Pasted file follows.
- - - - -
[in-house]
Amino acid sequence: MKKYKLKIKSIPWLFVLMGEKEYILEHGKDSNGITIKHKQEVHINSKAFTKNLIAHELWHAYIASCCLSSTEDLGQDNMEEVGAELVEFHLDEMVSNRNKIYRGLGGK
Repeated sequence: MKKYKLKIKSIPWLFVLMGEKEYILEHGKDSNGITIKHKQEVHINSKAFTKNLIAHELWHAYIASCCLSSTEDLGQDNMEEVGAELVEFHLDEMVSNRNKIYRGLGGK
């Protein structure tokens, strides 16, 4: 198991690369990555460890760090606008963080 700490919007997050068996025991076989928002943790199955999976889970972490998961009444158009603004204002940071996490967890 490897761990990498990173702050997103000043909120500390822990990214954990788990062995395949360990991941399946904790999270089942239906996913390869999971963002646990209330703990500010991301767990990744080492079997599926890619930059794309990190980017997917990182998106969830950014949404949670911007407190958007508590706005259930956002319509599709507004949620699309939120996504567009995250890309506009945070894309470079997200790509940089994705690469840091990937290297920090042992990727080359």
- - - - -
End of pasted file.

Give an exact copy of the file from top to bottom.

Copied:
[in-house]
Amino acid sequence: MKKYKLKIKSIPWLFVLMGEKEYILEHGKDSNGITIKHKQEVHINSKAFTKNLIAHELWHAYIASCCLSSTEDLGQDNMEEVGAELVEFHLDEMVSNRNKIYRGLGGK
Repeated sequence: MKKYKLKIKSIPWLFVLMGEKEYILEHGKDSNGITIKHKQEVHINSKAFTKNLIAHELWHAYIASCCLSSTEDLGQDNMEEVGAELVEFHLDEMVSNRNKIYRGLGGK
């Protein structure tokens, strides 16, 4: 198991690369990555460890760090606008963080 700490919007997050068996025991076989928002943790199955999976889970972490998961009444158009603004204002940071996490967890 490897761990990498990173702050997103000043909120500390822990990214954990788990062995395949360990991941399946904790999270089942239906996913390869999971963002646990209330703990500010991301767990990744080492079997599926890619930059794309990190980017997917990182998106969830950014949404949670911007407190958007508590706005259930956002319509599709507004949620699309939120996504567009995250890309506009945070894309470079997200790509940089994705690469840091990937290297920090042992990727080359």